Proteomic changes and endophytic micromycota during storage of organically and conventionally grown carrots

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The physiological state of carrot roots during extended cold-storage is decisive for high postharvest quality. We have investigated differences in the proteome and micromycota of organically and conventionally grown carrots during six months of storage. The levels of only 15 proteins changed in level during storage. Proteins involved in cold stress adaptation and cytoskeleton components changed; these changes in specific protein levels occurred mainly during the first month demonstrating adaptation to storage conditions and that the carrots were subsequently stable, indicating stable carrot quality. The changes observed were similar in the two cropping systems.

Using both biological isolation and a fungal PCR targeting the ITS region, we identified several endophytic species belonging to the Ascomycota. The most frequently encountered taxa were Tetracladium, Leptodontidium, Nectriaceae and Phoma which are known to occur as root endophytes or as root-associated fungi. As for the proteomics data, no consistent statistically significant differences in micromycota were observed between the two cropping systems. We conclude that cropping system did not have an influence on the postharvest quality of the carrots during six months of cold storage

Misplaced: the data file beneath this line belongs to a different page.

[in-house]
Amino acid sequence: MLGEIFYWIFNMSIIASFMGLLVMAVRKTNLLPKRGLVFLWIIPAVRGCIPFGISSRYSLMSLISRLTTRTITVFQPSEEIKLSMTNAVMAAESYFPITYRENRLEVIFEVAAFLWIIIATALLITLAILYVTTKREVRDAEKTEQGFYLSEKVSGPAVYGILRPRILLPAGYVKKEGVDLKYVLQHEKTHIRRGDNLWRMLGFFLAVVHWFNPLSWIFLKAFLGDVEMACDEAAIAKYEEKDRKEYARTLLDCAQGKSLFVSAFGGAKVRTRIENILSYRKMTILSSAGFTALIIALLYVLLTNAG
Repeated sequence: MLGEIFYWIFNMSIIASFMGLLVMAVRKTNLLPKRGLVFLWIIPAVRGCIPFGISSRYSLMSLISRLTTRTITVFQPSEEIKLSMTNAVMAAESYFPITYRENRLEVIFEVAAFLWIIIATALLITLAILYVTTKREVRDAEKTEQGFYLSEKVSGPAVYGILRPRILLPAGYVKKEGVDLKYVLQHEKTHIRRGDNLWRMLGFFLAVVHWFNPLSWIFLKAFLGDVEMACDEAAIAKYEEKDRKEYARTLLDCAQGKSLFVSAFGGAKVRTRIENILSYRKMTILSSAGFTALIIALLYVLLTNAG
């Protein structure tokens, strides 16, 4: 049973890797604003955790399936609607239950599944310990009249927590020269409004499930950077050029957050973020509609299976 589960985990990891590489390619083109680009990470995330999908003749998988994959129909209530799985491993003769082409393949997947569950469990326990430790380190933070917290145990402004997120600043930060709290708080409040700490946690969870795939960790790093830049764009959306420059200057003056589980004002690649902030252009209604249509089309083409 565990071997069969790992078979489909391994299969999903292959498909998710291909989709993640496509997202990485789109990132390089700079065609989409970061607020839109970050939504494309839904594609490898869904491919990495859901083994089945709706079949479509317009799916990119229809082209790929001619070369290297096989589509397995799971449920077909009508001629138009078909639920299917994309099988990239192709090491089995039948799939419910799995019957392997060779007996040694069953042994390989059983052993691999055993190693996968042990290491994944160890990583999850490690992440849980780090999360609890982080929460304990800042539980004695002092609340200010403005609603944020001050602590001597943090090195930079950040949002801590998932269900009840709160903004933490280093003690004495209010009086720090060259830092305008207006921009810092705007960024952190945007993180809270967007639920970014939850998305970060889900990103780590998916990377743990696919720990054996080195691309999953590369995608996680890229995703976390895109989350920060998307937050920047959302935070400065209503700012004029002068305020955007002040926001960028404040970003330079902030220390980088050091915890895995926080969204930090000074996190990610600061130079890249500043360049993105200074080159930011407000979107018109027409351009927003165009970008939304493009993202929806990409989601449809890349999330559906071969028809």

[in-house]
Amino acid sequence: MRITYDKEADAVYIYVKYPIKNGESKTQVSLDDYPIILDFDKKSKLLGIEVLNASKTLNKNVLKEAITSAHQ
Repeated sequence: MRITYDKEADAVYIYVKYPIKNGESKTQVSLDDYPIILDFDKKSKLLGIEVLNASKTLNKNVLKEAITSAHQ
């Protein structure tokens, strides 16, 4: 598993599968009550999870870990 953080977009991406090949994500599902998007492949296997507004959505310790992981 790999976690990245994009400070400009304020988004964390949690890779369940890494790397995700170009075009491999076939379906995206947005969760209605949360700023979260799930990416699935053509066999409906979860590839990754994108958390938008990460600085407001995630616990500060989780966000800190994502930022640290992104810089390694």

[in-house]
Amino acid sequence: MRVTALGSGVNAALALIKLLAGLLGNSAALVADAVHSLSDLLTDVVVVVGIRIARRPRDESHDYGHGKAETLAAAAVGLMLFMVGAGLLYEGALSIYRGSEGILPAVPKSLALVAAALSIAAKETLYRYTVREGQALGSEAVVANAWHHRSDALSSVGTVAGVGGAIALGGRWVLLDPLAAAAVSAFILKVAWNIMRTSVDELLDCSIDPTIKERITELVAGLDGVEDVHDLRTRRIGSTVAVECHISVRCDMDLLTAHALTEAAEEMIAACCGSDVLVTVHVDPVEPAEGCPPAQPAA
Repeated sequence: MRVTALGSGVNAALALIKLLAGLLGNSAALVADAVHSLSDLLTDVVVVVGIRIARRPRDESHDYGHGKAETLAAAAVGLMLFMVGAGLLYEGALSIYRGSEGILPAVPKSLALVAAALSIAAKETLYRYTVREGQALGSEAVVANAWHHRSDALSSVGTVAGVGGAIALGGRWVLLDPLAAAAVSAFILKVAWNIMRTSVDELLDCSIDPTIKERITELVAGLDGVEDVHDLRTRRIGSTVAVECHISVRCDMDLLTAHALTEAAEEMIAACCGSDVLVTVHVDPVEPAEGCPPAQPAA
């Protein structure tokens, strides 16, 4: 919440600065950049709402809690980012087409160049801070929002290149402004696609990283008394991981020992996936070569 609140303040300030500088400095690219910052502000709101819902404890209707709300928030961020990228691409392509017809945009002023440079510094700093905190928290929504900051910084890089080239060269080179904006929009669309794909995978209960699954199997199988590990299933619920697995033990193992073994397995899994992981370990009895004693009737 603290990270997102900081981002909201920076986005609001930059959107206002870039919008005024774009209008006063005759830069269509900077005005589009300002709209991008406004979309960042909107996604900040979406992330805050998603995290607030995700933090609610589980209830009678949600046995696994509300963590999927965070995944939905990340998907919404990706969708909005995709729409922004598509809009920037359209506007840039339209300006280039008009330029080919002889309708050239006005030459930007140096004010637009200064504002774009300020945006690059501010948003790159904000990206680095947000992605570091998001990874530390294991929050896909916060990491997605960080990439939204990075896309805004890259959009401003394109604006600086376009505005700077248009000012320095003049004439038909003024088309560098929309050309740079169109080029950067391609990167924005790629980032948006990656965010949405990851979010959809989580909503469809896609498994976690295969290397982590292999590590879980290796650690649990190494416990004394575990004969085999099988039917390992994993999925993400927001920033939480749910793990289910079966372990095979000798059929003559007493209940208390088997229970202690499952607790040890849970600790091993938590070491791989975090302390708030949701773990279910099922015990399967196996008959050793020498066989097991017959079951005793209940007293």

Original languageEnglish
JournalPostharvest Biology and Technology
Pages (from-to)26-33
Number of pages8
Publication statusPublished - 2013

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